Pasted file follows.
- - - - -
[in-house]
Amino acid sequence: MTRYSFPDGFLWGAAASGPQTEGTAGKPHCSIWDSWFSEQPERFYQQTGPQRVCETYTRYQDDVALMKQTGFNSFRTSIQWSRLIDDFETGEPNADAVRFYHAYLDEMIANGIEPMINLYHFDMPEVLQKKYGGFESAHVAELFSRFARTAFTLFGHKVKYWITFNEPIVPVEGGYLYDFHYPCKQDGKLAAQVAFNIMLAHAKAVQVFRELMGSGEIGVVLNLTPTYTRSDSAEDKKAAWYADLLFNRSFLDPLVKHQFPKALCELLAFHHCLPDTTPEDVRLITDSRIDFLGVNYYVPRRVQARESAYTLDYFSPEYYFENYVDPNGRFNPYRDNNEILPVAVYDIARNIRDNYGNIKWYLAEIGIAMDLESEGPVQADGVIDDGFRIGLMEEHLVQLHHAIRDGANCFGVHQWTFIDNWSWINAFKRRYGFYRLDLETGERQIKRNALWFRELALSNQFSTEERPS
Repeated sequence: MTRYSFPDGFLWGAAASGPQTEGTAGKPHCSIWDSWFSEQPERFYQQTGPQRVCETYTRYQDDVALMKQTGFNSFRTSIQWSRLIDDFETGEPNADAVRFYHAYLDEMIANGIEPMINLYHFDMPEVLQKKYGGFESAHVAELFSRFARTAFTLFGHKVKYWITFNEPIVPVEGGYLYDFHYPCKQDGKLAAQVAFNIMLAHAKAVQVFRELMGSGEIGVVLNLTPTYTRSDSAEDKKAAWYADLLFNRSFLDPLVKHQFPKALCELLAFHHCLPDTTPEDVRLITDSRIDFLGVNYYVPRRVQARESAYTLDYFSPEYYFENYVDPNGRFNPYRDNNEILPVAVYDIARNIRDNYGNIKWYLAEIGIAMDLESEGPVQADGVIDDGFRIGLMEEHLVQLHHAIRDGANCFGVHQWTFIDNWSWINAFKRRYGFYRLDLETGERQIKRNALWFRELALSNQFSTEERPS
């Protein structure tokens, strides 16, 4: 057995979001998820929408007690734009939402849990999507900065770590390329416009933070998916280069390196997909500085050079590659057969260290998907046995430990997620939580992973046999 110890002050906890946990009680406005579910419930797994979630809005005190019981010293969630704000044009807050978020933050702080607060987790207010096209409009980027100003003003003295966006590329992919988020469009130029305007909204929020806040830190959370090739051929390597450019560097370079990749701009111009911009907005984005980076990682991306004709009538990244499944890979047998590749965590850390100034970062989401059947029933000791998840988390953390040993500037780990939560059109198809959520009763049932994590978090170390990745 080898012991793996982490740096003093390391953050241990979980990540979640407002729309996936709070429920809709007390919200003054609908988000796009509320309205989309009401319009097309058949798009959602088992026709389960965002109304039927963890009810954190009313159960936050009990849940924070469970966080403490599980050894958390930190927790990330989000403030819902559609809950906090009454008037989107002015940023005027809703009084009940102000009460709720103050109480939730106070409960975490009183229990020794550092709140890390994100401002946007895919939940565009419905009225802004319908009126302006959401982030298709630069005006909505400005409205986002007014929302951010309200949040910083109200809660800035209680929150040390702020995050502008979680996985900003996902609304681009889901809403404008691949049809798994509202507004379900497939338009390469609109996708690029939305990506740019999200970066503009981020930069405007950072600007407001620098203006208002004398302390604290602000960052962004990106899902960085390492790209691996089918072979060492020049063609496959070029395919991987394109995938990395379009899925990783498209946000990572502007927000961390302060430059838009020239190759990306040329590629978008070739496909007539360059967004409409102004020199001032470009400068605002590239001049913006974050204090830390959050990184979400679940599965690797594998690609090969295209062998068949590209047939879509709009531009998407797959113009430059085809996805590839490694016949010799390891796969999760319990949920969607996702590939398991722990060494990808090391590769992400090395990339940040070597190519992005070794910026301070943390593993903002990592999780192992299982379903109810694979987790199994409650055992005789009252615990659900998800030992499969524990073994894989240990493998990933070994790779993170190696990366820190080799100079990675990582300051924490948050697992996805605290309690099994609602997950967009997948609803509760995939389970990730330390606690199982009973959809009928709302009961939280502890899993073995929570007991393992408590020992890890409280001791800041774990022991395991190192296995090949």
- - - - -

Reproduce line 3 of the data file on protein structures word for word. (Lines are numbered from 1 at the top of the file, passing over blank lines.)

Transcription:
Repeated sequence: MTRYSFPDGFLWGAAASGPQTEGTAGKPHCSIWDSWFSEQPERFYQQTGPQRVCETYTRYQDDVALMKQTGFNSFRTSIQWSRLIDDFETGEPNADAVRFYHAYLDEMIANGIEPMINLYHFDMPEVLQKKYGGFESAHVAELFSRFARTAFTLFGHKVKYWITFNEPIVPVEGGYLYDFHYPCKQDGKLAAQVAFNIMLAHAKAVQVFRELMGSGEIGVVLNLTPTYTRSDSAEDKKAAWYADLLFNRSFLDPLVKHQFPKALCELLAFHHCLPDTTPEDVRLITDSRIDFLGVNYYVPRRVQARESAYTLDYFSPEYYFENYVDPNGRFNPYRDNNEILPVAVYDIARNIRDNYGNIKWYLAEIGIAMDLESEGPVQADGVIDDGFRIGLMEEHLVQLHHAIRDGANCFGVHQWTFIDNWSWINAFKRRYGFYRLDLETGERQIKRNALWFRELALSNQFSTEERPS